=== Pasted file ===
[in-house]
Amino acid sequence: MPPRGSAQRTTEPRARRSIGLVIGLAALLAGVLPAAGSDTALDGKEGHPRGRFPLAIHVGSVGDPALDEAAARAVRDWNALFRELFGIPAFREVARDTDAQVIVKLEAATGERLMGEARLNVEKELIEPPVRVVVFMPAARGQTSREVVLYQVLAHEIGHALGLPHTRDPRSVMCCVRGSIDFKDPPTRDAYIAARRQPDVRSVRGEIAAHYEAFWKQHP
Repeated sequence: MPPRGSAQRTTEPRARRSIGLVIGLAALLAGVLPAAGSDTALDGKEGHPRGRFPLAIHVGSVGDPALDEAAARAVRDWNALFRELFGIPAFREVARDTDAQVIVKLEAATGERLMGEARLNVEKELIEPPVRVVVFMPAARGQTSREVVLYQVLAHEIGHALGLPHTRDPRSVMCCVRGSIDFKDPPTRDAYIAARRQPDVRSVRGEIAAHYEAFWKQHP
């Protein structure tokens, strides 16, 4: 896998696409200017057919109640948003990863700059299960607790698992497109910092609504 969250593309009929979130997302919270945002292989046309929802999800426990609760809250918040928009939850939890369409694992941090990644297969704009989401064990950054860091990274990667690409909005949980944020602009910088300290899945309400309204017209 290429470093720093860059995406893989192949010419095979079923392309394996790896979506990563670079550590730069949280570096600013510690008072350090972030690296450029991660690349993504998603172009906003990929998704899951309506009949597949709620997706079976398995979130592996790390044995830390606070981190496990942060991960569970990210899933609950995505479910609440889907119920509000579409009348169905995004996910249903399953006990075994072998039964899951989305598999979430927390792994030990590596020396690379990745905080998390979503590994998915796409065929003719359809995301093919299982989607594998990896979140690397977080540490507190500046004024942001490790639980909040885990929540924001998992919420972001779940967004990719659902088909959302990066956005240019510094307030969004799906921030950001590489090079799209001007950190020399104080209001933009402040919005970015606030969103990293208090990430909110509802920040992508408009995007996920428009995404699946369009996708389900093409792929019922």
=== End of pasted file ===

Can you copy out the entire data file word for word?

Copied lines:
[in-house]
Amino acid sequence: MPPRGSAQRTTEPRARRSIGLVIGLAALLAGVLPAAGSDTALDGKEGHPRGRFPLAIHVGSVGDPALDEAAARAVRDWNALFRELFGIPAFREVARDTDAQVIVKLEAATGERLMGEARLNVEKELIEPPVRVVVFMPAARGQTSREVVLYQVLAHEIGHALGLPHTRDPRSVMCCVRGSIDFKDPPTRDAYIAARRQPDVRSVRGEIAAHYEAFWKQHP
Repeated sequence: MPPRGSAQRTTEPRARRSIGLVIGLAALLAGVLPAAGSDTALDGKEGHPRGRFPLAIHVGSVGDPALDEAAARAVRDWNALFRELFGIPAFREVARDTDAQVIVKLEAATGERLMGEARLNVEKELIEPPVRVVVFMPAARGQTSREVVLYQVLAHEIGHALGLPHTRDPRSVMCCVRGSIDFKDPPTRDAYIAARRQPDVRSVRGEIAAHYEAFWKQHP
């Protein structure tokens, strides 16, 4: 896998696409200017057919109640948003990863700059299960607790698992497109910092609504 969250593309009929979130997302919270945002292989046309929802999800426990609760809250918040928009939850939890369409694992941090990644297969704009989401064990950054860091990274990667690409909005949980944020602009910088300290899945309400309204017209 290429470093720093860059995406893989192949010419095979079923392309394996790896979506990563670079550590730069949280570096600013510690008072350090972030690296450029991660690349993504998603172009906003990929998704899951309506009949597949709620997706079976398995979130592996790390044995830390606070981190496990942060991960569970990210899933609950995505479910609440889907119920509000579409009348169905995004996910249903399953006990075994072998039964899951989305598999979430927390792994030990590596020396690379990745905080998390979503590994998915796409065929003719359809995301093919299982989607594998990896979140690397977080540490507190500046004024942001490790639980909040885990929540924001998992919420972001779940967004990719659902088909959302990066956005240019510094307030969004799906921030950001590489090079799209001007950190020399104080209001933009402040919005970015606030969103990293208090990430909110509802920040992508408009995007996920428009995404699946369009996708389900093409792929019922």